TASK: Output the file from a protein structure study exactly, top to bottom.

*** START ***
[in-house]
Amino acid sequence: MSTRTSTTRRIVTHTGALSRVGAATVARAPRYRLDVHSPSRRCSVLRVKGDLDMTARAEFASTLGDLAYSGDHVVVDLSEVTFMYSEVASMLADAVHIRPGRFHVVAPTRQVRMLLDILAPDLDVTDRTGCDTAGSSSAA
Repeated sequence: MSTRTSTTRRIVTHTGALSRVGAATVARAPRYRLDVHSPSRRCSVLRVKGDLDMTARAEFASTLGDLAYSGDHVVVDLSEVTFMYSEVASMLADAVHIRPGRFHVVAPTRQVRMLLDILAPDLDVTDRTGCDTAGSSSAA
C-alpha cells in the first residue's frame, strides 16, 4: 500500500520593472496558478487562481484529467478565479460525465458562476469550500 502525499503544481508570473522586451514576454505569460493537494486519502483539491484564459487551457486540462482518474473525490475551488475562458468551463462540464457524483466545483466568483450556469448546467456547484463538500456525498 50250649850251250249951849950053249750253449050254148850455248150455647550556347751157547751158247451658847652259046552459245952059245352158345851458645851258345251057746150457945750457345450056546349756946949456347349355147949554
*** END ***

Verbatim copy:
[in-house]
Amino acid sequence: MSTRTSTTRRIVTHTGALSRVGAATVARAPRYRLDVHSPSRRCSVLRVKGDLDMTARAEFASTLGDLAYSGDHVVVDLSEVTFMYSEVASMLADAVHIRPGRFHVVAPTRQVRMLLDILAPDLDVTDRTGCDTAGSSSAA
Repeated sequence: MSTRTSTTRRIVTHTGALSRVGAATVARAPRYRLDVHSPSRRCSVLRVKGDLDMTARAEFASTLGDLAYSGDHVVVDLSEVTFMYSEVASMLADAVHIRPGRFHVVAPTRQVRMLLDILAPDLDVTDRTGCDTAGSSSAA
C-alpha cells in the first residue's frame, strides 16, 4: 500500500520593472496558478487562481484529467478565479460525465458562476469550500 502525499503544481508570473522586451514576454505569460493537494486519502483539491484564459487551457486540462482518474473525490475551488475562458468551463462540464457524483466545483466568483450556469448546467456547484463538500456525498 50250649850251250249951849950053249750253449050254148850455248150455647550556347751157547751158247451658847652259046552459245952059245352158345851458645851258345251057746150457945750457345450056546349756946949456347349355147949554